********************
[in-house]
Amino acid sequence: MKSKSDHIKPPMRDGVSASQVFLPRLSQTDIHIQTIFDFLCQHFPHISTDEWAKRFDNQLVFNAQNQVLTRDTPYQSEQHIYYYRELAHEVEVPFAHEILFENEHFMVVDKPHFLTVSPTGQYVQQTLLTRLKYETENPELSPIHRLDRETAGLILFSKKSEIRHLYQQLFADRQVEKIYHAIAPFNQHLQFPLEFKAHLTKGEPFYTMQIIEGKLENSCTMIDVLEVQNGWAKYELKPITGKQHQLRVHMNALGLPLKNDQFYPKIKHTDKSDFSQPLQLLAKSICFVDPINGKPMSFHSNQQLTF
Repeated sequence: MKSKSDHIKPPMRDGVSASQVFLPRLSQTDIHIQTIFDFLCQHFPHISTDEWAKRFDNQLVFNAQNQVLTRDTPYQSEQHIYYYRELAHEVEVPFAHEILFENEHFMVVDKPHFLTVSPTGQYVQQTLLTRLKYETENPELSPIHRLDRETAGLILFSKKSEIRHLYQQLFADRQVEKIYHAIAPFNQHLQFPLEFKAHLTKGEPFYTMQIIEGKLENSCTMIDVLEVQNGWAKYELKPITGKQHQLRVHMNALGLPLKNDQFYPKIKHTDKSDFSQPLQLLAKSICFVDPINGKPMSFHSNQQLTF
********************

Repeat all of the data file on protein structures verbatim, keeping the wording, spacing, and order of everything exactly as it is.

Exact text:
[in-house]
Amino acid sequence: MKSKSDHIKPPMRDGVSASQVFLPRLSQTDIHIQTIFDFLCQHFPHISTDEWAKRFDNQLVFNAQNQVLTRDTPYQSEQHIYYYRELAHEVEVPFAHEILFENEHFMVVDKPHFLTVSPTGQYVQQTLLTRLKYETENPELSPIHRLDRETAGLILFSKKSEIRHLYQQLFADRQVEKIYHAIAPFNQHLQFPLEFKAHLTKGEPFYTMQIIEGKLENSCTMIDVLEVQNGWAKYELKPITGKQHQLRVHMNALGLPLKNDQFYPKIKHTDKSDFSQPLQLLAKSICFVDPINGKPMSFHSNQQLTF
Repeated sequence: MKSKSDHIKPPMRDGVSASQVFLPRLSQTDIHIQTIFDFLCQHFPHISTDEWAKRFDNQLVFNAQNQVLTRDTPYQSEQHIYYYRELAHEVEVPFAHEILFENEHFMVVDKPHFLTVSPTGQYVQQTLLTRLKYETENPELSPIHRLDRETAGLILFSKKSEIRHLYQQLFADRQVEKIYHAIAPFNQHLQFPLEFKAHLTKGEPFYTMQIIEGKLENSCTMIDVLEVQNGWAKYELKPITGKQHQLRVHMNALGLPLKNDQFYPKIKHTDKSDFSQPLQLLAKSICFVDPINGKPMSFHSNQQLTF